A clutch of structures designed by Robert Matthew, Johnson-Marshall & Partners (RMJM) on University of York’s 1960s campus have been listed at Grade II
Historic England said that the buildings represented a physical manifestation of the University of York Development Plan, which was heralded as the beginning of contemporary university planning in the UK.
The RMJM structures listed include the university’s central hall venue, two colleges, a covered walkway and the landscape for much of the original campus, based around a lake.
Central Hall was described in its listing as a ‘landmark post-war university building’ that is the university’s ‘tour de force; an imaginative and bold design with striking architectural form’.
The two colleges, Langwith and Derwent, were the first university buildings to use the CLASP prefabricated system ’which had never been used on this scale before’, their listings read.
They both provided the ‘innovative combination’ of hosting teaching, social facilities and residential accommodation in a single college.
The landscaping’s ‘refined design successfully integrates a series of status buildings within a carefully designed landscape, and was praised by the contemporary architectural press’, according to the listing.
Two sculptures on the campus by Austin Wright have also been listed.
RMJM was the only architectural practice to design four universities: York, Bath, Stirling, and the University of Ulster at Coleraine. It specialised in public sector work throughout the 1960s.
Heslington Hall, a country house dating back to the 1500s, which also sits on the university campus, was listed in 1955.
Listing details in full
Central Hall, University of York (RMJM) - 1967
Source: Architectural Press Archive / RIBA Collections
Central Hall (1966-68) A landmark post-war university building with dramatic views across the campus lake. Central Hall is York University’s architectural tour de force; an imaginative and bold design with striking architectural form. Designed by RMJM and built 1966-68 it successfully fulfils its design brief of being a multi-purpose building with features such as retractable seating and a removable sectional stage that enables a versatile space.
Covered walkway linking Langwith, Central Hall & Vanbrugh (1966-1968) An elegant pergola-like structure with a stepped profile by RMJM; it retains its original form and character, and later cladding applied to the underside of the canopy does not diminish its special interest.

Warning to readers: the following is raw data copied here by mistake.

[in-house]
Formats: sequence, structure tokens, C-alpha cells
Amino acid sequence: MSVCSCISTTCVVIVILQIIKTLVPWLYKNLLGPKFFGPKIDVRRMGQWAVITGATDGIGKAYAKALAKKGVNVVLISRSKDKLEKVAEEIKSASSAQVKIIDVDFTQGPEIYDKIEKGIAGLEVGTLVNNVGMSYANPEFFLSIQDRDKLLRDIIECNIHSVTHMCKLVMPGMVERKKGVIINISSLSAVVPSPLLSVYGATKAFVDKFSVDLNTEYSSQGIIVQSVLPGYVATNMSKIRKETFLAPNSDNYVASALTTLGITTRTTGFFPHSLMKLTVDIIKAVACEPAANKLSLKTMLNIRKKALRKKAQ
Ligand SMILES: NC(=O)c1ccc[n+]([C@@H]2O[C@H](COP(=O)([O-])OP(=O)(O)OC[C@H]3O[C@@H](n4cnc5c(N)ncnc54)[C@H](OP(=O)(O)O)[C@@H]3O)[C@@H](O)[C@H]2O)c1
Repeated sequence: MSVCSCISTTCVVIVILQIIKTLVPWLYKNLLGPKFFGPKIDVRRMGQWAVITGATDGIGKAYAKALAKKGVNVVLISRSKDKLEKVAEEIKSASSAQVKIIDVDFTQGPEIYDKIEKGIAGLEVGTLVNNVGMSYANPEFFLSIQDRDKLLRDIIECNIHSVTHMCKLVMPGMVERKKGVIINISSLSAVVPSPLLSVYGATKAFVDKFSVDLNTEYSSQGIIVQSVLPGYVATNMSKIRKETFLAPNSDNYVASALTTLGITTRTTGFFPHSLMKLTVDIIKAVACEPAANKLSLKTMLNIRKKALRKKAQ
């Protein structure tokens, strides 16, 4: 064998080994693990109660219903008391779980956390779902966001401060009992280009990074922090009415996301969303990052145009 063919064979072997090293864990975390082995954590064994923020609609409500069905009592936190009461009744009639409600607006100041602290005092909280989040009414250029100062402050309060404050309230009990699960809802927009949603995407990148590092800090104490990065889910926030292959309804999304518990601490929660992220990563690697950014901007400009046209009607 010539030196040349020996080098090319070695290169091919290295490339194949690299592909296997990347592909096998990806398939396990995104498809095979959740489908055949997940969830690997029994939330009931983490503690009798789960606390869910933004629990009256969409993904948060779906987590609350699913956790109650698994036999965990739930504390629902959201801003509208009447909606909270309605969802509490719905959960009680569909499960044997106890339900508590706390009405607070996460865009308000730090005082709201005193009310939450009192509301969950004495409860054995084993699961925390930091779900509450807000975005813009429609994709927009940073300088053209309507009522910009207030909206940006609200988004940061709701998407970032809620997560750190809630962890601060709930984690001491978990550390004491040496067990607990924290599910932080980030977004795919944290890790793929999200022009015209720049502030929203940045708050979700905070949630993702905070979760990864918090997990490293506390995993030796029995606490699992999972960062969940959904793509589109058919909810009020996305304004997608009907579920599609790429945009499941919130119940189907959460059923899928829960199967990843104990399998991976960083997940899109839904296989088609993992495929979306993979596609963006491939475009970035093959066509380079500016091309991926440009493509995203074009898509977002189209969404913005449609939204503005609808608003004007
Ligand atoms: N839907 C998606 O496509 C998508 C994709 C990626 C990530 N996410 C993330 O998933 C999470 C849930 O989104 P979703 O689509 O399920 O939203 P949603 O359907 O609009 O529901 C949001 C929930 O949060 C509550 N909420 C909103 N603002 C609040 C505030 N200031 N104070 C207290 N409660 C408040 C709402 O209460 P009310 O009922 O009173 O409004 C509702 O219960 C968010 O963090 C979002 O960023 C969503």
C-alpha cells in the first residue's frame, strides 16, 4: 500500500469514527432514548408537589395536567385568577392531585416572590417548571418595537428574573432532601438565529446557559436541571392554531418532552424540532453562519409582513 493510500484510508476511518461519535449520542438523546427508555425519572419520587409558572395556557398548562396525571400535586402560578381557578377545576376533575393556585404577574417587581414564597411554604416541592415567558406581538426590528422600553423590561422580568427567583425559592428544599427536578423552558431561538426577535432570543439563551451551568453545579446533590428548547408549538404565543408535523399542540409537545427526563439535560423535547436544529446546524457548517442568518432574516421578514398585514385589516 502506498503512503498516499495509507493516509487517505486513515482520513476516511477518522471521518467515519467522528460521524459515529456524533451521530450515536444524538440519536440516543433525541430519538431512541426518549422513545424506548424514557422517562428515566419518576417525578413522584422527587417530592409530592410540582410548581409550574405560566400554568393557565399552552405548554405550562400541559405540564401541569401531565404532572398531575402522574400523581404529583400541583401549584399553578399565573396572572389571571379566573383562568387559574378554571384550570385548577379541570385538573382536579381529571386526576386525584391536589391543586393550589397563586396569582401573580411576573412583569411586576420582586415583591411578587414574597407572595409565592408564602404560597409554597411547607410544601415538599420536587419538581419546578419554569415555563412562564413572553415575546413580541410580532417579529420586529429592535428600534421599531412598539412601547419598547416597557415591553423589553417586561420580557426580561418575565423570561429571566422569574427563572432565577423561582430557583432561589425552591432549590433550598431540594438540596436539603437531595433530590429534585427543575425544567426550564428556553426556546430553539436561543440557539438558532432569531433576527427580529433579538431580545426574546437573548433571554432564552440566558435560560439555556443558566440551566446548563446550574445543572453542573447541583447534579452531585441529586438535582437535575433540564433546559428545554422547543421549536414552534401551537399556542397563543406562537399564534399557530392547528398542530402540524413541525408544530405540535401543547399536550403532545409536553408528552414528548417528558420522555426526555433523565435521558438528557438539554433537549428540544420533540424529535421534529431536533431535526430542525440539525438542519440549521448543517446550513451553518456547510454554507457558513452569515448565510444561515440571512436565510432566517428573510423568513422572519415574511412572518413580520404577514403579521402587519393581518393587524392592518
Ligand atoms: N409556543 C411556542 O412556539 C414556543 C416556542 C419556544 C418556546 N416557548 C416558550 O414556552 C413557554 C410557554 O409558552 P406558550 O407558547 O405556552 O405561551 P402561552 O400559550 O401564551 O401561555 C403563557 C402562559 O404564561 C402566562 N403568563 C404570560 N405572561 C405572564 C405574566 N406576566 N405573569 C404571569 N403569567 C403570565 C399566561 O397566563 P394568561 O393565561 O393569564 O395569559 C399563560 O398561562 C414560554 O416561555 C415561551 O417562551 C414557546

Dryad sculpture by Austin Wright (1984) A relatively rare surviving large-scale outdoor commission by Wright, many of whose works have been stolen or destroyed; it is a dynamic sculpture of high aesthetic quality and workmanship.
Dryad york by wright
Untitled sculpture by Austin Wright (1967) For its unusual setting within a boxed concrete ramp, allowing it to be appreciated at almost every angle and which formed an integral part of the main walkway around the campus; a key element of the design concept for the university. Of further interest for its place within Wright’s oeuvre, representing the maturity of his work in aluminium.
Derwent College (1963-1965) For the innovative combination of teaching and social facilities as well as residential accommodation in a single college, enabling it to instantly function as a university and allow for expansion by adding further colleges on the same principles. Derwent and Langwith Colleges were the first British university buildings to be erected using the CLASP prefabricated system [with RMJM]; a model for a rapidly-built, economical and standardised form of welfare state architecture, which had never been used on this scale before.
Derwent view across lake
Former Langwith College (1963-1965) As above but to further list for the exceptionally well thought out massing and relationship of these two colleges to the earlier listed college of Heslington Hall and the university’s dramatic landscaping. To the design of the architects Robert Matthew, Johnson-Marshall and Partners (RMJM), with Stiratt Johnson-Marshall and Andrew Derbyshire
Campus West Designed Landscape (1963-1980) A refined design that successfully integrates a series of status buildings within a carefully designed landscape, and was praised by the contemporary architectural press. Designed by the distinguished mid-20th-century architects Andrew Derbyshire and Maurice Lee of RMJM, with Frank Clark, co-founder of the Garden History Society as consultant.